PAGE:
“JFrog believes in providing freedom of choice to our developers,” said Dror Bereznitsky, VP of Product at JFrog. “Our universal support in JFrog products dramatically speeds up the development process by enabling users to manage all binary artifacts equally well, regardless of the programming language, technology or CI server used to build them. Combined with our open APIs, our products integrate seamlessly into the developer’s continuous integration environments.”

JFrog will continue to expand its universal support with more releases planned for this year.

More information about JFrog Artifactory PHP support can be found on the JFrog Wiki.

Resources

About JFrog
More than 3000 paying customers, 60,000 installations and millions of developers globally rely on JFrog’s world-class infrastructure for software management and distribution. Customers include some of the world’s top brands, such as Amazon, Google, LinkedIn, MasterCard, Netflix, Tesla, Barclays, Cisco, Oracle, Adobe and VMware. JFrog Artifactory, the Universal Artifact Repository, JFrog Bintray, the Universal Distribution Platform, JFrog Mission Control, for Universal Repository Management, and JFrog Xray, Universal Component Analyser, are used by millions of developers and DevOps engineers around the world and available as open-source, on-premise and SaaS cloud solutions.  The company is privately held and operated from California, France and Israel. More information can be found at www.jfrog.com.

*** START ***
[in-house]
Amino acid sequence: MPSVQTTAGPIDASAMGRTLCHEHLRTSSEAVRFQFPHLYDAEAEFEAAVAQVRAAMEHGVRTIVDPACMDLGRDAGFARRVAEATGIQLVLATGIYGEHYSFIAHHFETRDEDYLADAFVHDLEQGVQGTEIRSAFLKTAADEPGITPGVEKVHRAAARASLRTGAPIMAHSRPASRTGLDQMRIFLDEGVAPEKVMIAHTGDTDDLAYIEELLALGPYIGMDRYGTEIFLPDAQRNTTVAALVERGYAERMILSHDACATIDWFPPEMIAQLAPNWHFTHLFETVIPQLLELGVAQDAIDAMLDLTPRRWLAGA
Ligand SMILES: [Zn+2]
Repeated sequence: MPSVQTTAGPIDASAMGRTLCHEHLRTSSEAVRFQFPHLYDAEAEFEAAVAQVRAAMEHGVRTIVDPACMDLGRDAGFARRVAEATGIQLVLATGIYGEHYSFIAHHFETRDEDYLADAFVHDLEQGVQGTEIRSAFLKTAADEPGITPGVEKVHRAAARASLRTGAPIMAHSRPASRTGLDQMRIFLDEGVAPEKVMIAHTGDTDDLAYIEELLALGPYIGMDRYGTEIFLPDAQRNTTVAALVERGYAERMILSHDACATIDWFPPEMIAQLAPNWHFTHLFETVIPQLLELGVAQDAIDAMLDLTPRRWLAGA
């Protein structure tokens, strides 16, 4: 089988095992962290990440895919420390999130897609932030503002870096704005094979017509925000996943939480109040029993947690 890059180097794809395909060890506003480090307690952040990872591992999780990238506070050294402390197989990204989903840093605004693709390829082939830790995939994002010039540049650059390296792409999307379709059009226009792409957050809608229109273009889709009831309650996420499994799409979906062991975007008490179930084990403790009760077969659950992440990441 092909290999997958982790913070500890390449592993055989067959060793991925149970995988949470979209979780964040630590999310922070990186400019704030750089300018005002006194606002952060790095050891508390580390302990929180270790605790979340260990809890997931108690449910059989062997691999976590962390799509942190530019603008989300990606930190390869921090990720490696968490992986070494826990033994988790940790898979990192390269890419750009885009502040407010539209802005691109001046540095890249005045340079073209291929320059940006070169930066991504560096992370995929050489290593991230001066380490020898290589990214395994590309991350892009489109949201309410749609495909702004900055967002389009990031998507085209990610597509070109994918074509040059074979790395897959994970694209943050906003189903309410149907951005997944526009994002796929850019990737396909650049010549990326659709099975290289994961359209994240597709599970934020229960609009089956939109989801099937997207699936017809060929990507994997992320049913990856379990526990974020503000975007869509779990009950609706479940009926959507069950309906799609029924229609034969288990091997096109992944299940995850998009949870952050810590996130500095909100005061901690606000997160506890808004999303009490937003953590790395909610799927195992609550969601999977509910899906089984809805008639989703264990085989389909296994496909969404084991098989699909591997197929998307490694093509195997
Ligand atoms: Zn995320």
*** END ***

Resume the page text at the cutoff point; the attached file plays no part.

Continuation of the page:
Alarm bell and programming iconsPHP is one of the most common languages on the web, so as a developer, it helps to have it in your tool kit. You don’t have to know it perfectly to dive into the language—PHP is similar to C and Java in some ways, so if you know these two languages, you can jump into it more easily. However, when learning any new language, chances are you’ll make some mistakes as you’re getting up to speed. Here’s a list of the most common mistakes PHP developers may face and ways to help avoid them.

1. Not Securing SQL Code

Some of the top cyber attacks on the web are SQL injections. In a SQL injection attack, a hacker will insert SQL code you haven’t authorized into your database, causing it to execute commands like leaking, altering, or deleting data. However, there are ways that better PHP programming can minimize the risk of SQL injection attacks.

PHP is the backbone for several out-of-the-box solutions such as WordPress. When writing new extensions and plugins for WordPress sites, developers will likely create inline SQL statements. These statements are built from the front-end and sent back to the SQL database. If these statements are malformed, you run the risk of leaving your site open to SQL injection.

There are two ways to avoid this. The first way (and the most preferred) is by using prepared statements. The second is by using parameterized queries.